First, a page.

Suicide was a widespread occurrence in antiquity. There were many different reasons for committing suicide; because taking one’s own life is morally confrontational, there are many different viewpoints on suicide. These viewpoints, although some may consider them modern, took root in ancient times; the Oxford English Dictionary places the first occurrence of the word in 1651. However suicide was seen with much disgust, therefore many did not put the word in their dictionaries, let alone vocabulary, they used phrases like “self-murder”, “self-killing”, “self-slaughter” in place of suicide. They felt these phrases more appropriately portrayed how it related to murder; because suicide was believed to be related to murder, many worry about the welfare of the soul for one who has committed suicide. This became a major religious question, there are many different religious views of suicide. Many scientists and doctors considered suicide as a possible illness; the doctors began assuming people committed suicide only.
There were advantages to claiming it as a medical problem. Instead of condemning the person and looking down on their families, sympathy became the response. “The act was decriminalized: the successful suicide could now be buried and his family was no longer disinherited. However, with these advantages came some disadvantages as well. Al Alvarez in his book The Savage God said, “Despite all the talk of prevention, it may be that the suicide is as rejected by the social scientist as utterly as he was by the most dogmatic Christian”; this referred to the fact that the more people began to recognize suicide as a mental illness, the more they turned away from the idea of it being a morally wrong action or a religious question. Today the reasons for suicide are many, the ways to achieve it are broad. In earlier eras, some found it to be the only way to redeem them from failure. Elise Garrison said that many ancient suicidal victims, “ determined to regain lost honor and restore equilibrium to society”.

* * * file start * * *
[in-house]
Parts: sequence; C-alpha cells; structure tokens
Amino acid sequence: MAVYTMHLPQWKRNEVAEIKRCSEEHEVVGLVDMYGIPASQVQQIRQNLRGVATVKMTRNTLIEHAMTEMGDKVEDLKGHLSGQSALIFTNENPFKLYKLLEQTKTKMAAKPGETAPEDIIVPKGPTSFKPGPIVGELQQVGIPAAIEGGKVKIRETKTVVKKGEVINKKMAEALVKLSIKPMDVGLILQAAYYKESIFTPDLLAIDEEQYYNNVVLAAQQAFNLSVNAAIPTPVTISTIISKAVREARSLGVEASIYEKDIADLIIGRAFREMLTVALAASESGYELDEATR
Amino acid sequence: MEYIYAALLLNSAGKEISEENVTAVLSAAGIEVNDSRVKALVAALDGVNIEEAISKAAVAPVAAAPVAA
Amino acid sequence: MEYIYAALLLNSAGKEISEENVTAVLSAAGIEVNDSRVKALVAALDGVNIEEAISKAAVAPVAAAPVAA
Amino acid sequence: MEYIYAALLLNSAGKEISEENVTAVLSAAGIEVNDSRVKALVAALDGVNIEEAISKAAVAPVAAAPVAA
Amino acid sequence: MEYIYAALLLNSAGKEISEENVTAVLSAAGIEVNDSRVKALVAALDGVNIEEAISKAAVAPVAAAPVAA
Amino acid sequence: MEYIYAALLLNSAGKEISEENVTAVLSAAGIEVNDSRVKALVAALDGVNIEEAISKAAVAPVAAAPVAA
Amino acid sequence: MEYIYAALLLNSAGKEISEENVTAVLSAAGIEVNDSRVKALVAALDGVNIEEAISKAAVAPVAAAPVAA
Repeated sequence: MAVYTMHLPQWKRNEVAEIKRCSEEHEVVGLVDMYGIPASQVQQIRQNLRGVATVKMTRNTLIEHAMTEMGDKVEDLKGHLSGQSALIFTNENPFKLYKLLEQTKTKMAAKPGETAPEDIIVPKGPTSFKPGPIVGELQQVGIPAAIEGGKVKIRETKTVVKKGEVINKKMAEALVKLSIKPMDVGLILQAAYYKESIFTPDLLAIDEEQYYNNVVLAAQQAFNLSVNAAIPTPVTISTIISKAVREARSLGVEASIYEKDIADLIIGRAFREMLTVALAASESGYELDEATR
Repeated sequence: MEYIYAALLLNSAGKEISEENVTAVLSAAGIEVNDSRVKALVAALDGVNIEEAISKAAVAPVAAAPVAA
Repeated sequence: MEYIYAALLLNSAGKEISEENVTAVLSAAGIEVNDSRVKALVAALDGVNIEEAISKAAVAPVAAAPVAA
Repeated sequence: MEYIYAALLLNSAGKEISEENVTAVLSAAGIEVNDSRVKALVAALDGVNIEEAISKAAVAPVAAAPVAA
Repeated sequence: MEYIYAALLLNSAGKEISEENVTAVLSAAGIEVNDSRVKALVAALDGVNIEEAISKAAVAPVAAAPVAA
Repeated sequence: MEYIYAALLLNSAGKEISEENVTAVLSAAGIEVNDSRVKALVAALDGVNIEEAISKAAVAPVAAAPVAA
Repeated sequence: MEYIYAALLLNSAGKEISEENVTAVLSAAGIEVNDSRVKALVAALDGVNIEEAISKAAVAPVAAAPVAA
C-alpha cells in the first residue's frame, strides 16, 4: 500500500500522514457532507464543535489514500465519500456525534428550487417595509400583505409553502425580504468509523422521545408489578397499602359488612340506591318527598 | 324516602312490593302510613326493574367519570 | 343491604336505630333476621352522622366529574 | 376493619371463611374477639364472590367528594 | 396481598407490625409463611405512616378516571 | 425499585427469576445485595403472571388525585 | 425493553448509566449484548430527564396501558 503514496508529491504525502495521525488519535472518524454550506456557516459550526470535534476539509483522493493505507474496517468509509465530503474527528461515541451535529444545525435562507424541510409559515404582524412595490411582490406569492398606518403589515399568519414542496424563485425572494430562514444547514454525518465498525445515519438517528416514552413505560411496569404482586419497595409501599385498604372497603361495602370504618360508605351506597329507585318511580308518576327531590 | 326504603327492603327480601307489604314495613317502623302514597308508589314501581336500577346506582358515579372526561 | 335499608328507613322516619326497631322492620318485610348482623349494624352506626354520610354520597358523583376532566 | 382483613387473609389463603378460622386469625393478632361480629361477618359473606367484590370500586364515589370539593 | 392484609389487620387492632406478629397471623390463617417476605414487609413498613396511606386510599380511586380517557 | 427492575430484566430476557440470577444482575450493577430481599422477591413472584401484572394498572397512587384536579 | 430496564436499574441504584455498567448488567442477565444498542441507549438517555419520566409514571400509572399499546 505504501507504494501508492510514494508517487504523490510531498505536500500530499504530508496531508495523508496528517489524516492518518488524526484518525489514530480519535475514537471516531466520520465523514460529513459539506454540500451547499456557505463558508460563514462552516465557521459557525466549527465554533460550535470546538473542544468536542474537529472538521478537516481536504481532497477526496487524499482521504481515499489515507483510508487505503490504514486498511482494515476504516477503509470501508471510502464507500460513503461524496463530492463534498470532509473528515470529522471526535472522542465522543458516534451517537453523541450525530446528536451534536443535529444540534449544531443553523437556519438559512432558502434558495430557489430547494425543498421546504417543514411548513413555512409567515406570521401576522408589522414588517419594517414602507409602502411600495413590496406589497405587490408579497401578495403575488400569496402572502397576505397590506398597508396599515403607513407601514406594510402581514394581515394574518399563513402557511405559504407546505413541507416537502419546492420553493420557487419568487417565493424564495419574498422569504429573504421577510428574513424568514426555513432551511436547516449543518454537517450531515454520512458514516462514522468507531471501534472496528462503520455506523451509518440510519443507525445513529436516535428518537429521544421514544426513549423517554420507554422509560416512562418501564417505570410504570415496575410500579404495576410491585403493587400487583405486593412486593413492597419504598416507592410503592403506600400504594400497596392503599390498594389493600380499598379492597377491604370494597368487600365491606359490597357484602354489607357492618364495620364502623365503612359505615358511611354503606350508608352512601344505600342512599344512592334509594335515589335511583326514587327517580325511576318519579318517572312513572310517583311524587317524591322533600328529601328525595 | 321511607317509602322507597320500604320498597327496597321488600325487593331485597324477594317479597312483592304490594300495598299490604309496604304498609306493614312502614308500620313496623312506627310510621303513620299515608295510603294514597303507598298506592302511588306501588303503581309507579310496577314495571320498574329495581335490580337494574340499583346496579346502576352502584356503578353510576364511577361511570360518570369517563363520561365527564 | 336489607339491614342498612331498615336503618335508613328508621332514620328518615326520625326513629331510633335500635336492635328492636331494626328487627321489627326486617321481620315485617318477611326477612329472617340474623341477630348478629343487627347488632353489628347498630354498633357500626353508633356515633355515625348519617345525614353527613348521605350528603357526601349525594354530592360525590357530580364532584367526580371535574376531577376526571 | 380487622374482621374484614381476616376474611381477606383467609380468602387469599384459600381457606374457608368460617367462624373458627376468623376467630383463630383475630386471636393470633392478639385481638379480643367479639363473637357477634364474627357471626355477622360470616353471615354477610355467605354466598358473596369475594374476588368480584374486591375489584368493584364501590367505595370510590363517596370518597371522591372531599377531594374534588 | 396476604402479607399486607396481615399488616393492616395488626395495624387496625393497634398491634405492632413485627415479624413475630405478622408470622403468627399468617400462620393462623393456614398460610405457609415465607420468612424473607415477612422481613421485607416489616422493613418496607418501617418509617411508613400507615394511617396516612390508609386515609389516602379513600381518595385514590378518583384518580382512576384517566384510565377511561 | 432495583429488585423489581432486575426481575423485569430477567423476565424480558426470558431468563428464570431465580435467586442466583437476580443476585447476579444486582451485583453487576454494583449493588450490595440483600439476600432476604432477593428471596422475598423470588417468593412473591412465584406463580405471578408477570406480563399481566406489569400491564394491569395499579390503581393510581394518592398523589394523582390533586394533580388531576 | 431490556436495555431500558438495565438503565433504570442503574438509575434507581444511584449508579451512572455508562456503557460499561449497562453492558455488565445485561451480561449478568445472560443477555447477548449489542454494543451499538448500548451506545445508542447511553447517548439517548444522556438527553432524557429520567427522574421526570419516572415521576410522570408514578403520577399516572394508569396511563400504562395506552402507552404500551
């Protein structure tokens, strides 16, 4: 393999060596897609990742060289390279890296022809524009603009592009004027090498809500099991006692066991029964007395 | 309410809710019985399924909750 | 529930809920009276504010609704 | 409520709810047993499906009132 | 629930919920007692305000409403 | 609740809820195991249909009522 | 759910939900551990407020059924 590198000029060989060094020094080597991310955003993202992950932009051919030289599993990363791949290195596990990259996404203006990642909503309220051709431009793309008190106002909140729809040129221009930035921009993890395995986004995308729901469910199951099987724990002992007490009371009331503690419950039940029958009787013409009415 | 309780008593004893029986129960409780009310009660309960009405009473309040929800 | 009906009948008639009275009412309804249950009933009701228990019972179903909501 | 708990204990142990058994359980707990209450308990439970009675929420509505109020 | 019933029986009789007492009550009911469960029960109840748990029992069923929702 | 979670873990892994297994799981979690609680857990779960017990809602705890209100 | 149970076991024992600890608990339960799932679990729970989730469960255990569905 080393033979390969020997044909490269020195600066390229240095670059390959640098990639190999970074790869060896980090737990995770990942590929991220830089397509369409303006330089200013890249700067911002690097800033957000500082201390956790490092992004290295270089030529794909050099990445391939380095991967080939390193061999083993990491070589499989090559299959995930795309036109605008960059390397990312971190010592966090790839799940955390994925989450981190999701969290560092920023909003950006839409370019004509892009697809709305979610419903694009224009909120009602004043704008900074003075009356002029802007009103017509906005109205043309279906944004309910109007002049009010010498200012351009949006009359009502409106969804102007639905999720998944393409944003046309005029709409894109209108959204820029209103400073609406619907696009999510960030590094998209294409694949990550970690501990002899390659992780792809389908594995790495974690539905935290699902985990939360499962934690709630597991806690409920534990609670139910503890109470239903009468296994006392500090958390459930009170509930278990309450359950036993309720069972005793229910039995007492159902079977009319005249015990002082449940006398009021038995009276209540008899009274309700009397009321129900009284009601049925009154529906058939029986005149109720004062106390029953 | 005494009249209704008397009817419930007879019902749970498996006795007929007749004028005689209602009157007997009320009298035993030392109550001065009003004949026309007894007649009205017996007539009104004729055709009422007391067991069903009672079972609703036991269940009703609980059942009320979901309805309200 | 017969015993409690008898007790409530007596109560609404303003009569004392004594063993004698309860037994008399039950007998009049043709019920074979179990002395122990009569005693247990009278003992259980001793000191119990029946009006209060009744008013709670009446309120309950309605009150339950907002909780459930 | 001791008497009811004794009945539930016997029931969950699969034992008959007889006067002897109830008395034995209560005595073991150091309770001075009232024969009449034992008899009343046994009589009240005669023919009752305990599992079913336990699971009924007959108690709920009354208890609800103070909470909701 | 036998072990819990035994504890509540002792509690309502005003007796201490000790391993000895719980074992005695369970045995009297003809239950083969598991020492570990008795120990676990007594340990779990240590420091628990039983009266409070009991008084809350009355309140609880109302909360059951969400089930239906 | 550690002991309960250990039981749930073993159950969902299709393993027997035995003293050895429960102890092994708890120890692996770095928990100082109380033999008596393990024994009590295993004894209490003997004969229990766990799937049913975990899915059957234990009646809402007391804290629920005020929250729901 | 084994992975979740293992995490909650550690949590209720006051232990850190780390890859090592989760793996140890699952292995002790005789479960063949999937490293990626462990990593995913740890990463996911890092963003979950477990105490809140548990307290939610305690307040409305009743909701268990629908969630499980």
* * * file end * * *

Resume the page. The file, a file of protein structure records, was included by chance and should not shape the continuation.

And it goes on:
Garrison refers to the works of Émile Durkheim. She says that Durkheim talks about people being in different categories. Determining what category they are in, could decide the reason they would commit suicide. “Durkheim’s categories —egoistic, anomic, fatalistic”. Durkheim explains that egoistic people over reflect on everything, they tend to have high knowledge, don’t integrate into society well. Protestants, for example, may default to an egoistic personality; the altruistic person devalues themselves and treats the opinion of the group highly. Those who lead a strict life-style or are a religion, strict on obedience. Self-sacrifice is considered part of altruistic suicide. Anomic suicide can result from someone who does not limit their desires, they satisfy every desire, have no regulation. On the other hand, Fatalistic suicide will occur in someone who has high regulation and does not satisfy many of their desires. While these categories apply to suicide today, it is these types of personalities that made people more susceptible to suicide anciently.